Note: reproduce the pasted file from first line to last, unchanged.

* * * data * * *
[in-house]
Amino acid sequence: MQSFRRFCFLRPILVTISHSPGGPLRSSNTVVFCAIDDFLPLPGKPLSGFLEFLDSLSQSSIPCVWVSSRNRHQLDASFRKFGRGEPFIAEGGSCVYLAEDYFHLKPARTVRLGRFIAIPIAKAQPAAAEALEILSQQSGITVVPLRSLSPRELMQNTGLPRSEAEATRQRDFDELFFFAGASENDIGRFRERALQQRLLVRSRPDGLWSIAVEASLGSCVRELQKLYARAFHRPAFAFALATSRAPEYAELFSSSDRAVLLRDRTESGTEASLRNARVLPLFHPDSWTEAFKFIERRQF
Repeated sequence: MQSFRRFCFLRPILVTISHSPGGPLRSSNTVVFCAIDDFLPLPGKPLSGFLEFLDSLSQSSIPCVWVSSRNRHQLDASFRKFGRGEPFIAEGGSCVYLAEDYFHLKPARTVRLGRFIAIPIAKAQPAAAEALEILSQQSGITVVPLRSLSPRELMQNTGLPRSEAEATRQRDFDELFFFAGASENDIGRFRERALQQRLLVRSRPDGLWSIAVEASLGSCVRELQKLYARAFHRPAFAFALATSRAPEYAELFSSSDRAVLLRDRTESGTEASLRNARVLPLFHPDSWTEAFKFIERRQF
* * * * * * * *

[in-house]
Amino acid sequence: MQSFRRFCFLRPILVTISHSPGGPLRSSNTVVFCAIDDFLPLPGKPLSGFLEFLDSLSQSSIPCVWVSSRNRHQLDASFRKFGRGEPFIAEGGSCVYLAEDYFHLKPARTVRLGRFIAIPIAKAQPAAAEALEILSQQSGITVVPLRSLSPRELMQNTGLPRSEAEATRQRDFDELFFFAGASENDIGRFRERALQQRLLVRSRPDGLWSIAVEASLGSCVRELQKLYARAFHRPAFAFALATSRAPEYAELFSSSDRAVLLRDRTESGTEASLRNARVLPLFHPDSWTEAFKFIERRQF
Repeated sequence: MQSFRRFCFLRPILVTISHSPGGPLRSSNTVVFCAIDDFLPLPGKPLSGFLEFLDSLSQSSIPCVWVSSRNRHQLDASFRKFGRGEPFIAEGGSCVYLAEDYFHLKPARTVRLGRFIAIPIAKAQPAAAEALEILSQQSGITVVPLRSLSPRELMQNTGLPRSEAEATRQRDFDELFFFAGASENDIGRFRERALQQRLLVRSRPDGLWSIAVEASLGSCVRELQKLYARAFHRPAFAFALATSRAPEYAELFSSSDRAVLLRDRTESGTEASLRNARVLPLFHPDSWTEAFKFIERRQF